- January 23, 2020

From quirky to mainstream: TikTok’s Time to Grow Up

Alex Gevers
Alex Gevers
Regional Marketing Manager

TikTok, the video-sharing social media app owned by the Beijing-based company ByteDance, was released to international markets in September 2017. It has since made the headlines thanks to its stellar growth – mostly among teenagers and celebrity adopters – as well as its quirky offering (15-second user-generated videos played in a loop). Among digital marketing professionals, it has been the focal point of debates on the use of Artificial Intelligence to maximise virality of shared content, and on how to ensure user privacy against a rather volatile geopolitical backdrop.

It is not exactly the first time that the world is caught off guard by a social media app spreading like wildfire and raising all sorts of questions in its wake – from monetisation to ethics. But once the dust has settled, are these social media apps able to become mainstream? Is TikTok just a passing fad or is it here to stay? Will it also be monetiseable with the deep-pocket adults? 

To answer this, we looked at TikTok’s adoption among adult audiences in the UK. As of December 2019, nearly 3.4 million unique individuals age 18 or above in the UK accessed the TikTok app on their smartphone (iPhone or Android). This corresponds to 8.7% of all smartphone users within that age bracket in the country (see chart below), and a nearly 70% increase in users, compared with December 2018.

The fact that TikTok is mostly a young people’s app is borne by the data: as the chart below shows, the 18-24 segment is the largest age bracket with 1.4 million unique individuals, or 26% of smartphone owners in that age bracket. TikTok also seems to have far more traction among female audiences, with 1.9 million female unique users (that is, 9.3% of female smartphone users), compared with 1.5 million unique users for male audiences (or 6.8% of male smartphone users). A comparison of growth rates paints a similar picture: with growth rates highest among the younger age groups, and among women.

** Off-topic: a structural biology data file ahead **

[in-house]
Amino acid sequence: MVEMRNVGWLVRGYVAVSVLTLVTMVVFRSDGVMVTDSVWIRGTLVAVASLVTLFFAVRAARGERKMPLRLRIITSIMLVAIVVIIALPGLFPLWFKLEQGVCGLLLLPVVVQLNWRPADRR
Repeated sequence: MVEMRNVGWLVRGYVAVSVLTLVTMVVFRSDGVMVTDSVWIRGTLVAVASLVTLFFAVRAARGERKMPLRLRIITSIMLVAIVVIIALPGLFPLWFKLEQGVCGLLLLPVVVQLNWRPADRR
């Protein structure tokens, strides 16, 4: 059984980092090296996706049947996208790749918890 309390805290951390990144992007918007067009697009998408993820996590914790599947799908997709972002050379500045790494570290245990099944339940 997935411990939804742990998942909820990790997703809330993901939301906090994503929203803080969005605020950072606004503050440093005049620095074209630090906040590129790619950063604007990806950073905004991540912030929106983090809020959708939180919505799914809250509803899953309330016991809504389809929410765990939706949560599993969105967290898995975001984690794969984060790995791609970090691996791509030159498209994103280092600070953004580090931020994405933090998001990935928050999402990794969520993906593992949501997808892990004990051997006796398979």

Given the sudden drop-off in adoption among older age groups, it is tempting to infer that TikTok is destined to remain the preserve of younger audiences. But since it’s still in the relatively early days for this service, what do comparisons with other social media say? To answer this, we look at demographic data of leading social media apps in the UK, namely Instagram, Facebook, Twitter, Snapchat, TikTok, and YouTube.

As the chart below shows, these social media apps can be split into three categories: The first consists of YouTube and Facebook: their penetration is high across all age groups. The second includes Instagram and Snapchat. Penetration is very high among the younger audiences, and quickly tapers off with older audiences. The last category includes Twitter, which has a smaller, but even, penetration rate across all age groups.

At this stage in its development, TikTok penetration rate by age group shows a pattern similar to Snapchat and Instagram today: an overwhelming majority of youngsters, and a penetration among older age groups that quickly drops off.

Clearly, despite the above penetration data, we cannot rule out that TikTok will become more mainstream – and adult - than it currently is. In its own way, TikTok has continued to reduce the barriers to video creation and distribution, and video consumption is likely to increase further in the coming years. TikTok has also rolled out a self-serve ad model to make it easy for advertisers to target its audiences – an indication of its transitioning into a grown-up business. Only time will tell, but we’ll be watching the data.

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